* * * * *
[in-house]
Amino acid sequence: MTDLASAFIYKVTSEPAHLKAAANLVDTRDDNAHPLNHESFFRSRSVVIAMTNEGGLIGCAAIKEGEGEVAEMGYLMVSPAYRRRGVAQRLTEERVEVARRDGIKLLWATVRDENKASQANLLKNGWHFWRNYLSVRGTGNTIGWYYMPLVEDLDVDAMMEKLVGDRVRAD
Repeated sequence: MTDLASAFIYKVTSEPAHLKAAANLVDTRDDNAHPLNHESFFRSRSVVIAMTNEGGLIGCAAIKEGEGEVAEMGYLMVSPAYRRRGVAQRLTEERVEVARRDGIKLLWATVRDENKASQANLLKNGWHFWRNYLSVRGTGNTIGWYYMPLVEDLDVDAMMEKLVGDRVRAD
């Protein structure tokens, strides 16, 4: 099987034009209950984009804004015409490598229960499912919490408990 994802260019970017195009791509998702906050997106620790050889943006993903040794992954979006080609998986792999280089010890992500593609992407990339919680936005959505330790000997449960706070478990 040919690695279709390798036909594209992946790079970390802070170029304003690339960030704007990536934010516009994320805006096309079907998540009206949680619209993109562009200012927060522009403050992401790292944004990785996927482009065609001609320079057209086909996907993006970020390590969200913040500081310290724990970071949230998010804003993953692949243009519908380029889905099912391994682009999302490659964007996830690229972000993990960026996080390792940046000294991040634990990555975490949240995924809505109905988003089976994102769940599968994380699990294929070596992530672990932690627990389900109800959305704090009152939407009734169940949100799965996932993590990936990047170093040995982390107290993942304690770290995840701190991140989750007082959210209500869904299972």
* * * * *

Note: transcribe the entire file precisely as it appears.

[in-house]
Amino acid sequence: MTDLASAFIYKVTSEPAHLKAAANLVDTRDDNAHPLNHESFFRSRSVVIAMTNEGGLIGCAAIKEGEGEVAEMGYLMVSPAYRRRGVAQRLTEERVEVARRDGIKLLWATVRDENKASQANLLKNGWHFWRNYLSVRGTGNTIGWYYMPLVEDLDVDAMMEKLVGDRVRAD
Repeated sequence: MTDLASAFIYKVTSEPAHLKAAANLVDTRDDNAHPLNHESFFRSRSVVIAMTNEGGLIGCAAIKEGEGEVAEMGYLMVSPAYRRRGVAQRLTEERVEVARRDGIKLLWATVRDENKASQANLLKNGWHFWRNYLSVRGTGNTIGWYYMPLVEDLDVDAMMEKLVGDRVRAD
């Protein structure tokens, strides 16, 4: 099987034009209950984009804004015409490598229960499912919490408990 994802260019970017195009791509998702906050997106620790050889943006993903040794992954979006080609998986792999280089010890992500593609992407990339919680936005959505330790000997449960706070478990 040919690695279709390798036909594209992946790079970390802070170029304003690339960030704007990536934010516009994320805006096309079907998540009206949680619209993109562009200012927060522009403050992401790292944004990785996927482009065609001609320079057209086909996907993006970020390590969200913040500081310290724990970071949230998010804003993953692949243009519908380029889905099912391994682009999302490659964007996830690229972000993990960026996080390792940046000294991040634990990555975490949240995924809505109905988003089976994102769940599968994380699990294929070596992530672990932690627990389900109800959305704090009152939407009734169940949100799965996932993590990936990047170093040995982390107290993942304690770290995840701190991140989750007082959210209500869904299972």